Analysts hate to lose a biotech CFO they’ve come to trust and admire — especially if they’re being blindsided by a surprise exit.

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David Grainger [file photo]

'Dis­con­nect the bas­tard­s' — one biotech's plan to break can­cer cell­s' uni­fied de­fens­es

Chemotherapy and radiotherapy are the current gladiators of cancer treatment, but they come with well-known limitations and side-effects. The emergence of immunotherapy — a ferocious new titan in oncologist’s toolbox — takes the brakes off the immune system to kill cancer cells with remarkable success in some cases, but the approach is not always effective. What makes certain forms of cancer so resilient? Scientists may have finally pieced together a tantalizing piece of the puzzle, and a new biotech is banking on a new approach to fill the gap.

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While No­var­tis ban­ish­es Zol­gens­ma scan­dal scars — Bio­gen goes on a Spin­raza 'of­fen­sive'

While Novartis painstakingly works to mop up the stench of the data manipulation scandal associated with its expensive gene therapy for spinal muscular atrophy (SMA) Zolgensma— rival Biogen is attempting to expand the use of its SMA therapy, Spinraza. 

The US drugmaker $BIIB secured US approval for Spinraza for use in the often fatal genetic disease in 2016. The approval covered a broad range of patients with infantile-onset (most likely to develop Type 1) SMA. 

Jason Kelly. Mike Blake/Reuters via Adobe

Eye­ing big ther­a­peu­tic push, Gink­go bags $290M to build a cell pro­gram­ming em­pire

Ginkgo Bioworks is on a roll. Days after publicizing a plan to nurture new startups via partnerships with accelerators Y Combinator and Petri, the Boston biotech says it has raised another $290 million for its cell programming platform to reach further and wider.

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UP­DAT­ED: Speak­er Nan­cy Pelosi to un­veil bill for fed­er­al­ly ne­go­ti­at­ed drug prices

After months of buzz from both sides of the aisle, Speaker Nancy Pelosi will today introduce her plan to allow the federal government to negotiate prices for 250 prescription drugs, setting up a showdown with a pharmaceutical industry working overtime to prevent it.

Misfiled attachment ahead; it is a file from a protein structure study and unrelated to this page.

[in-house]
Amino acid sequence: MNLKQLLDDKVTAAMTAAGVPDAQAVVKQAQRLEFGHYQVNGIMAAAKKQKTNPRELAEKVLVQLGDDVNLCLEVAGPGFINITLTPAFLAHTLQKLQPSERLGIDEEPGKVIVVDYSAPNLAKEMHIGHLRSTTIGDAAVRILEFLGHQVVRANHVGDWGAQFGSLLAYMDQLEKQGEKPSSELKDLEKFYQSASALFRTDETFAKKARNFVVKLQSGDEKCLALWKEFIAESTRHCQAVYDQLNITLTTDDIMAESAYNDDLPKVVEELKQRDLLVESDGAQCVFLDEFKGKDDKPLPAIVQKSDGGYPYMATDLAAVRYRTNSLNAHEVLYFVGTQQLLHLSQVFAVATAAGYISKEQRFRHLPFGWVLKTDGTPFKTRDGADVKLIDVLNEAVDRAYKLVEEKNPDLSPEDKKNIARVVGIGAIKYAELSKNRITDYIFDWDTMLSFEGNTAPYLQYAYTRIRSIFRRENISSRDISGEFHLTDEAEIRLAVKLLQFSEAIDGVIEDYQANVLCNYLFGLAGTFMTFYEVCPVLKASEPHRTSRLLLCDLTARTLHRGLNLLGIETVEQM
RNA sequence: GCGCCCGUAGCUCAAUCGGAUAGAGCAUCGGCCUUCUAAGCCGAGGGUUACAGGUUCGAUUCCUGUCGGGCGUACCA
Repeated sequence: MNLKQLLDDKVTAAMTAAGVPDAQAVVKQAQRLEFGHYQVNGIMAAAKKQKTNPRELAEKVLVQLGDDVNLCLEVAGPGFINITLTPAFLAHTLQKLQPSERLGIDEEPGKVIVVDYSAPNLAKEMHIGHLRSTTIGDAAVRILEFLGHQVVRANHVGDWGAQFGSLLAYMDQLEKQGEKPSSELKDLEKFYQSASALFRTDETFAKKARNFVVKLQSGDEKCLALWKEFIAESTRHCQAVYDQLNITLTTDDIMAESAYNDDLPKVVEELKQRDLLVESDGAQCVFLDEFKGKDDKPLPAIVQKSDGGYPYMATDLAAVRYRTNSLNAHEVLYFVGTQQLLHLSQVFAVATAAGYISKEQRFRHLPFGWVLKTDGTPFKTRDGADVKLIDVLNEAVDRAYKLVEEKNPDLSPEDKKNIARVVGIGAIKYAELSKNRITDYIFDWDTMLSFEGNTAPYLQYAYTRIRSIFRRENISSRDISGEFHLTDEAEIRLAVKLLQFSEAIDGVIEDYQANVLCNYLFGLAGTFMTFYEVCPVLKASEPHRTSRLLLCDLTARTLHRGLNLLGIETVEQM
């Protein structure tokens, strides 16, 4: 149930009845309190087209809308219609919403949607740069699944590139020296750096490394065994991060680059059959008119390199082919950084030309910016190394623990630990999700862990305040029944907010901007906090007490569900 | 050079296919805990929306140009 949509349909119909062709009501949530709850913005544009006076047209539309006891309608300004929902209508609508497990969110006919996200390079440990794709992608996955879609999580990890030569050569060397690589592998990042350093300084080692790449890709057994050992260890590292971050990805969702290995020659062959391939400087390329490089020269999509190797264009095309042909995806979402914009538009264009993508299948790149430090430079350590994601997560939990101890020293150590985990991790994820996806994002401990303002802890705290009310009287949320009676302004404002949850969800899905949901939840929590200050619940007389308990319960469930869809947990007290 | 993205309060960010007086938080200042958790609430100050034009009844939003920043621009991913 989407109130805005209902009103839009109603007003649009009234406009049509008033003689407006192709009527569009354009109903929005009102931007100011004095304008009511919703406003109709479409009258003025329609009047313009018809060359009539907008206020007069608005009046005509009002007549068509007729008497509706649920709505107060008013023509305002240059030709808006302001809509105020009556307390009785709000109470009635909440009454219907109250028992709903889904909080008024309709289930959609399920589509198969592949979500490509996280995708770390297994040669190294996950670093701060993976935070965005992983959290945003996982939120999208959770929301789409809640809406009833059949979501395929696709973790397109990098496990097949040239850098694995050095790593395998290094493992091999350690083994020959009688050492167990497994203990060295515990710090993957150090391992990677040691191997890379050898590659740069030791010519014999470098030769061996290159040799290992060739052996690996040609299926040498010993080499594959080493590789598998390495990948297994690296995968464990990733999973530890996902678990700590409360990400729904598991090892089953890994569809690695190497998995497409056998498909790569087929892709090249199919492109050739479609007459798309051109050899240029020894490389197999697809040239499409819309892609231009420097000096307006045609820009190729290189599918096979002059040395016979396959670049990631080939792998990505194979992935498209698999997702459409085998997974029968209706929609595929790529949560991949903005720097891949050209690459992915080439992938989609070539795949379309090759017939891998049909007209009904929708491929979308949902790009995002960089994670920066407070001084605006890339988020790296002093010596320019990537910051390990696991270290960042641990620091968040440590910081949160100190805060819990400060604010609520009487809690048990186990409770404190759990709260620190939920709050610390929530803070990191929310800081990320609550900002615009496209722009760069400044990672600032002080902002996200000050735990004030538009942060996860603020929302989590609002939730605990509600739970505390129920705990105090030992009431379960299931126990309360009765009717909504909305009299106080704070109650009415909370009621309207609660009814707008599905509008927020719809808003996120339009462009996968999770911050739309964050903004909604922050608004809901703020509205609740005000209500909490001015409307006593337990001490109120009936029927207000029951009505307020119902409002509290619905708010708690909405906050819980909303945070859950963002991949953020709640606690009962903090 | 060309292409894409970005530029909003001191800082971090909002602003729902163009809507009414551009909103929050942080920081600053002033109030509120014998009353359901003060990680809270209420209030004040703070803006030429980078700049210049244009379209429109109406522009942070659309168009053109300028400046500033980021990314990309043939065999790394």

The need to limit drug prices is a rare point of agreement between President Trump and Democrats, although the president has yet to comment on the proposal and will likely face pressure to back a more conservative option or no bill at all. Republican Senator Chuck Grassley is reportedly lobbying his fellow party members on a more modest proposal he negotiated with Democratic Senator Ron Wyden in July.

Jeff Kindler's Cen­trex­ion re­news bid to make pub­lic de­but

Jeffrey Kindler’s plan to take his biotech — which is developing a slate of non-opioid painkillers — public, is back on.

The Boston based company, led by former Pfizer $PFE chief Kindler, originally contemplated a $70 million to $80 million IPO last year— but eventually postponed that strategy. On Wednesday, the company revived its bid to make a public debut in a filing with the SEC — although no pricing details were disclosed.

Zachary Hornby. Boundless

'A fourth rev­o­lu­tion in can­cer ther­a­pies': ARCH-backed Bound­less Bio flash­es big check, makes big­ger promis­es in de­but

It was the cellular equivalent of opening your car door and finding an active, roaring engine in the driver seat.

Scientists learned strands of DNA could occasionally appear outside of its traditional home in the nucleus in the 1970s, when they appeared as little, innocuous circles on microscopes; inexplicable but apparently innate. But not until UC San Diego’s Paul Mischel published his first study in Science in 2014 did researchers realize these circles were not only active but potentially overactive and driving some cancer tumors’ superhuman growth.

Scott Gottlieb, AP Images

Scott Got­tlieb is once again join­ing a team that en­joyed good times at the FDA un­der his high-en­er­gy stint at the helm

Right after jumping on Michael Milken’s FasterCures board on Monday, the newly departed FDA commissioner is back today with news about another life sciences board post that gives him a ringside chair to cheer on a lead player in the real-world evidence movement — one with very close ties to the FDA.

Aetion is reporting this morning that Gottlieb is joining their board, a group that includes Mohamad Makhzoumi, a general partner at New Enterprise Associates, where Gottlieb returned after stepping out of his role at the FDA 2 years after he started.

Gottlieb — one of the best connected execs in biopharma — knows this company well. As head of FDA he championed the use of real-world evidence to help guide drug developers and the agency in gaining greater efficiencies, which helped set up Aetion as a high-profile player in the game.